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  1. #1
    SitePoint Evangelist
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    Just two quick question on functions;

    I understand that return; signifies the end of a function, but is it possible to have two "returns" if they are seperated by an if and else function?
    eg

    if (Condition A)
    {
    return A;
    }
    else
    {
    return B;
    }

    Is this OK?

    Also is there any difference between global and $GLOBALS - are they for different situations?

    eg are these the same:

    global $Variable_A;
    global $Variable_B;

    &

    $GLOBALS["Variable_A", "Variable_B"];

  2. #2
    SitePoint Member
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    You can return multiple variables from functions in PHP.. To do it you'd need to pass and reference the function x number of variables (Won't work with constants). For instance, the following code will call function blah() and will reference variables $one and $two, change them, end the function and will then print out the two variables.

    <?

    function blah(&$one, &$two)
    {
    $one = 1;
    $two = 1;
    }

    $one = 0;
    $two = 0;

    blah($one,$two);

    print "$one, $two"; // Will print 1,1
    ?>

    Hope that helps..

    Sean McNamara
    http://www.netnexus.com/

  3. #3
    SitePoint Wizard silver trophy Karl's Avatar
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    In answer to your question, yes you can have more than one return statement separated by if/else blocks or any other conditional.
    Karl Austin :: Profile :: KDA Web Services Ltd.
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    Call 0800 542 9764 today and ask how we can help your business grow.

  4. #4
    SitePoint Evangelist
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    just a note: ... to make some tricky functions, you should know that as soon as a return is hit, the function ends..
    cogito, ergo sum

  5. #5
    AdSpeed.com Son Nguyen's Avatar
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    global $var
    $GLOBALS[$var]

    Both do the same thing, get the value from outter scope (eg: main program)
    - Son Nguyen
    AdSpeed.com - Ad Serving and Ad Management Made Easy

  6. #6
    SitePoint Evangelist
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    Thanks for the help, its clarified a few things, but also brought up another related Qu.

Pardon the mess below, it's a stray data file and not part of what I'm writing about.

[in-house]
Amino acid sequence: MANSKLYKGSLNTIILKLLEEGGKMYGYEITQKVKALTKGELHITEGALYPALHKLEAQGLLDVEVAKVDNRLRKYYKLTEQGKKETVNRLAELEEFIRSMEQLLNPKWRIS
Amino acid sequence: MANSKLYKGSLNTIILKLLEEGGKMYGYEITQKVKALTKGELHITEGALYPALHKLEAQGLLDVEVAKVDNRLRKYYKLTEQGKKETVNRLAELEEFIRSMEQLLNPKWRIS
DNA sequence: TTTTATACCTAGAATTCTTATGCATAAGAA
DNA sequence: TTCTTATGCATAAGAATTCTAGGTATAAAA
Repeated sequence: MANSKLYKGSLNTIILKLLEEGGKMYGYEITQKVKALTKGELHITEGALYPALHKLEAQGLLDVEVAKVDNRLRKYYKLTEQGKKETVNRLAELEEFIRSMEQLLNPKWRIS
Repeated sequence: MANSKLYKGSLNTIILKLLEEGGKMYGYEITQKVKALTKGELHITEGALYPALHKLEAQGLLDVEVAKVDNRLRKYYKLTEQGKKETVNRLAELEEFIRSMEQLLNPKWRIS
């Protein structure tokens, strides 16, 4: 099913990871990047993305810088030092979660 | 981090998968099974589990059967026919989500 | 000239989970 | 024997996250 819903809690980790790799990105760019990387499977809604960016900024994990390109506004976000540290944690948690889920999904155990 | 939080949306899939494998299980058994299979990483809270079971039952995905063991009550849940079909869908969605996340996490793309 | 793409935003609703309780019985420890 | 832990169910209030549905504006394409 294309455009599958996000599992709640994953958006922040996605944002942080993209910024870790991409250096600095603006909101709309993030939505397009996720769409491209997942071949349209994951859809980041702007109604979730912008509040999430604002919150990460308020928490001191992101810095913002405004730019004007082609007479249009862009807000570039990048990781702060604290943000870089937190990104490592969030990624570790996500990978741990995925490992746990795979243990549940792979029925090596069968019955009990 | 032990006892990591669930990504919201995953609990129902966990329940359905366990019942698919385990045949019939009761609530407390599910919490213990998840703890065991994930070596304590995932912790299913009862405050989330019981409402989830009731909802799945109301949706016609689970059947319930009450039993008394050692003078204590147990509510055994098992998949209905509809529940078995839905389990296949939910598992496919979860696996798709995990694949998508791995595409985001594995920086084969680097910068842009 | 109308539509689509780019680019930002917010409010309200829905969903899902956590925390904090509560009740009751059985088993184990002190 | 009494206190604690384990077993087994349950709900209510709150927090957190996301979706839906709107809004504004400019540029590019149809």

Is "returning" a variable necessary when using global variables - which I'm using a lot.

    For example can I get a function to alter two or more global varaibles outside the function, without returning either.

    For example - is this valid:
    <?
    function calculator()
    {
    global $A
    global $B
    $A = $A . $B ;
    $B = $B . $A ;
    return;
    }

    //Define variables first

    $A = 1;
    $B = 2;

    //do function
    function calculator();
    echo $A . "<br>";
    echo $B . "<br>";

    //do function again
    function calculator();
    echo $A . "<br>";
    echo $B; . "<br>";

    ?>

    If my thinking is correct this would echo

    12 <br>
    21 <br>
    1221 <br>
    2112 <br>

    Am I working along the right lines?

  7. #7
    ********* Callithumpian silver trophy freakysid's Avatar
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    ChilliBoy, technically what you suggest is correct. However, this is bad practice in programming. (In fact one of the philosophies of object oriented programming is to *prevent* what you propose with what is called "data hiding" - whereby in general, a variable should only have scope within its own class.)

    The reason this is bad practice is that it has the potential to lead to anarchy. Lets say there is a team of programmers working on a project and we are both on the team. You are writing function foo() and I am writing function bar(). In your function foo() you go changing the values of certain global variables. But, as the programmer of function bar(), I'm not aware of this. So in my function bar() I call your function foo() and then wonder why my code no longer works as expected because calling foo() also changed the values of global variables.

    It is our duty as programmers to conduct ourselves with the civility and high breeding one would exhibit when invited to tea with the Queen of England. We do not take a sandwitch from the tray until we are offered one. Similary, we do not go changing global variables outside the scope of our function unless we are offered to do so by receiving them as parameters in the call to our function as SeanM suggests.

    function blah(&$one, &$two)
    {
    $one = 1;
    $two = 1;
    }

    Here the caller of the function is *required* to pass the address of the variables. The caller is aware that you will most likey change their values. Everything happens in an open and civil exchange. In this way, you can think of a function as a "contract" to perform a certain service. You require the caller to pass you certain variables and in turn you may return a value. Both parties know what to expect, provided no one goes changing global variables behind someone elses back

    Well I hope my silly explaination at least amuses!
    Last edited by freakysid; Feb 12, 2001 at 06:41.


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